15th July 2009
Investing Rule #3 -
Growing rich slowly will never go out of fashion
In our series examining the three (3) immutable rules of investing:
- never put all your eggs in one basket;
- a higher rate of return always equals higher risk; and
- getting rich slowly will never go out of fashion; don’t rush, and always ask questions,
we review the final investment rule of “getting rich slowly will never go out of fashion”.
Warren Buffet perhaps best managed to sum up our third immutable rule of investing: that is keep it simple
and don’t invest to get rich overnight on speculative tips, but invest for longer periods getting
modest stable returns which will be repeatable, when he said
“Investing is not like Olympic diving...you don’t get extra points for degree of difficulty.”
Rates of return: what history shows
Often we hear of investors chasing higher returns because of a recommendation from a trusted
source, but history tells us this is no basis for investing.
For example at the end of June 2009, many superannuation and managed funds and shares reported negative returns
for the third year in a row. World share markets lost value, and even the Australian market
lost ground by almost 40% year on year.
History therefore shows we cannot expect smooth growth year after year. History also gives us a realistic and
useful starting point for what you might expect in the future, especially if you consider a wide range of
markets over a long period of time.
It can also help you resist the danger of losing all your money from chasing unrealistic returns. When
returns from well regulated investment markets go down, disappointed people sometimes get drawn into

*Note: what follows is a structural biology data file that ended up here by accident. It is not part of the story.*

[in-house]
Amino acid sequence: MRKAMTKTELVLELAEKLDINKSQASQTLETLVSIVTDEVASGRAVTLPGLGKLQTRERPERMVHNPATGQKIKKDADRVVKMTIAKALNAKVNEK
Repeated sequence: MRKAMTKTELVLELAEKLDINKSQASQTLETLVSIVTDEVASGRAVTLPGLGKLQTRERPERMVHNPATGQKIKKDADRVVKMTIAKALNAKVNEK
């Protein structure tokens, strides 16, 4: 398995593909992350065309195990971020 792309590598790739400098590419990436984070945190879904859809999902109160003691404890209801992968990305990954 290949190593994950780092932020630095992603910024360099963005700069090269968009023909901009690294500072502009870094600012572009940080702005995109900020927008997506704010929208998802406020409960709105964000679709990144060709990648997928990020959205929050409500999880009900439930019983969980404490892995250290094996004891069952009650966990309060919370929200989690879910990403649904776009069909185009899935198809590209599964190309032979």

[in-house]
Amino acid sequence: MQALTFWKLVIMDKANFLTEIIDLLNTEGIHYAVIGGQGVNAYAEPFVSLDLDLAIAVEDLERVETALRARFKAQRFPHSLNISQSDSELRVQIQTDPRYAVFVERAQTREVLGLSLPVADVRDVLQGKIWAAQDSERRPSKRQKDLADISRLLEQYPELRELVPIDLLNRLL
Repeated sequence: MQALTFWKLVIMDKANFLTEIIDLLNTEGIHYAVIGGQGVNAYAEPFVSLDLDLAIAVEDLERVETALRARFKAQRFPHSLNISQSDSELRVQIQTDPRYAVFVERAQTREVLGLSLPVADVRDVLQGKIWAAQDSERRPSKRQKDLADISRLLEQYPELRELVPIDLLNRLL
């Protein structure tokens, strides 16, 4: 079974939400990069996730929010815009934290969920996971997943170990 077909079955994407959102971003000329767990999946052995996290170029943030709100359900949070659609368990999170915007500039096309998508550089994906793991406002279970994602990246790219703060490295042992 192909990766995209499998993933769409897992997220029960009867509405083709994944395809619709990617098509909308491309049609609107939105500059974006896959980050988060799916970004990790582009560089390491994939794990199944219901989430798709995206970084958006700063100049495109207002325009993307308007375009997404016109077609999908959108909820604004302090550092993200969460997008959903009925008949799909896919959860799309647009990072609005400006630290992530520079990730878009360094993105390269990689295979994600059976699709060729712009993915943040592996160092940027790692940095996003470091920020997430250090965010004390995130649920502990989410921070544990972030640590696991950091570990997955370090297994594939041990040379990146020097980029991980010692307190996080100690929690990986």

extremely risky products or even outright frauds.
100 years of history
Here's what a survey of 100 years of investment returns from 16 financial markets around the world
See Triumph of the Optimists, by Elroy Dimson, Paul Marsh and Mike Staunton (3 academics from the
London Business School), published by Princeton University Press, 2002.
Compound real rates of return after inflation 1900-2000
* Worked out by weighting 16 major markets according
||7.5% per year
||5.8% per year
||1.1% per year
||1.2% per year
|US Bank Bills
||0.4% per year
||0.9% per year
Of course, past performance might not be repeated.
ASIC also consulted licensed actuaries to estimate what returns would be reasonable over the long term
for four of the most common investment options used by super funds and professional investment
managers. These estimates are for returns before any money is taken out for fees and taxes.*
||What it roughly means
||Acceptable rate range
70–80% in shares or property
|Aims for higher returns over the long term and so risks higher losses in bad years.
60–70% in shares or property, the rest in fixed interest and cash
|Aims for reasonable returns, but less than growth funds in order to reduce risk of losses in bad years.
60–70% in fixed interest and cash (some invested in shares or property)
|Aims to reduce risk of losses and therefore accepts a lower return over the long term.
By law, invests 100% with Australian deposit-taking institutions or in a capital guaranteed life insurance policy
|Guarantees your capital and accumulated earnings cannot be reduced by losses on investments.
*ASIC’s licensed independent actuaries consulted a variety of
sources including assumptions used by industry groups, leading asset consultants and publicly available
survey data about superannuation fund investment strategies.
So don't rush your investments and be patient. Aim for modest repeatable returns over a longer period.
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Head of Funds Management
t +61 3 8610 2811
Chris Andrews is the Head of Funds Management for the La Trobe Group and has responsibility for the La Trobe Australian Mortgage Fund.
Read full profile here.
La Trobe is one of Australia's leading independent specialist mortgage Financiers. Its business includes residential mortgages, commercial mortgages, and investment services operating one of Australia's largest Mortgage Funds under AFSL 222213. It employs over 115 staff and has raised over AUD$10Billion to assist over 100,000 customers since inception in 1952.
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